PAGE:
How a doctor is ensuring health care is a human right for all
Dr. Sarang Baman has worked nearly 21 years in medicine, and he isn’t done yet. A family medicine doctor serving the Greater Milwaukee area, he’s been the medical director of population health at Aurora Health Care for more than five years. Dr. Baman enjoys primary care because he’s able to make a positive impact on patients’ lives.
“My job is to really teach patients how to be healthy,” he says. “In primary care, the goal is trying to get people to a healthier state and guiding their lifestyle choices.”
Dr. Baman invests his time in health equity daily because, “We live in the wealthiest country in the world. Yet everywhere we look there are so many disparities in health. I personally believe that health care should be a human right. When I see people lacking access to health care or there are poor outcomes because of disparities or discrimination or whatever it may be, it’s just not right. These disparities became even more obvious during the COVID pandemic.”
To offer broader care, more flexibility and improve health equity, Advocate Health Care and Aurora Health Care enrolled in ACO REACH, or Accountable Care Organization Realizing Equity, Access and Community Health. ACO REACH is the Center for Medicare and Medicaid Services’ new value-based care program focused on promoting health equity and addressing care disparities, especially in underserved populations. Social determinants of health (SDOH), including food insecurity, inadequate housing, financial strain, transportation needs, intimate partner violence and social connections are critical components of ACO REACH.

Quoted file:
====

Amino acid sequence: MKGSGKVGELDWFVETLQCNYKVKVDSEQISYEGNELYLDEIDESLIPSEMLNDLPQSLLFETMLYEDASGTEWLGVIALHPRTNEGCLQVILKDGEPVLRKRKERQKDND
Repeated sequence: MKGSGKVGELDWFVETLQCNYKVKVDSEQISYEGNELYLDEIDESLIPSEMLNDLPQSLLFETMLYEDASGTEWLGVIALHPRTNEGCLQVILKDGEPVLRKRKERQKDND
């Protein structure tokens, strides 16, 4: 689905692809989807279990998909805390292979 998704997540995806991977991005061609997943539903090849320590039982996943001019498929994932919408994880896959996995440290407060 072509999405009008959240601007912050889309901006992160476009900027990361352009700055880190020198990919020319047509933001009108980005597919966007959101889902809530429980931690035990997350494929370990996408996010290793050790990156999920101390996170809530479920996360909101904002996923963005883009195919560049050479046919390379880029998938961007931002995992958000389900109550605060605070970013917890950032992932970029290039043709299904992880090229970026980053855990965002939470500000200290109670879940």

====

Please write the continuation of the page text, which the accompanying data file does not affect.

Dr. Baman feels ACO REACH is a natural fit. “We’ll be screening this population for SDOH concerns. We have the population health infrastructure that helps with care management services for people who are higher risk. They can help address some of these social drivers. Through ACO REACH there is access to pharmacy, behavioral health, social workers and more.”
Addressing health disparities truly makes a difference and ACO REACH allows the opportunity to improve them.
“Studies show 80% of your health has to do with what happens outside the clinic: where people live, where they work, etc.” Dr. Baman says. “Factors such as those have a much stronger influence on their health and well-being than what we provide from a medical perspective. So we’re taking those things into account, which have not traditionally been a part of medicine, and are working to help address them.”
Learn more about our commitment to health equity in Illinois and Wisconsin.
About the Author
Blair Crane, health enews contributor, is a public affairs coordinator for Advocate Health Care and Aurora Health Care. She earned her Bachelor’s degree in communication from the University of Missouri - Columbia and has more than six years of communication and marketing experience. Outside of work you can find her trying new restaurants and hanging out with her two cats.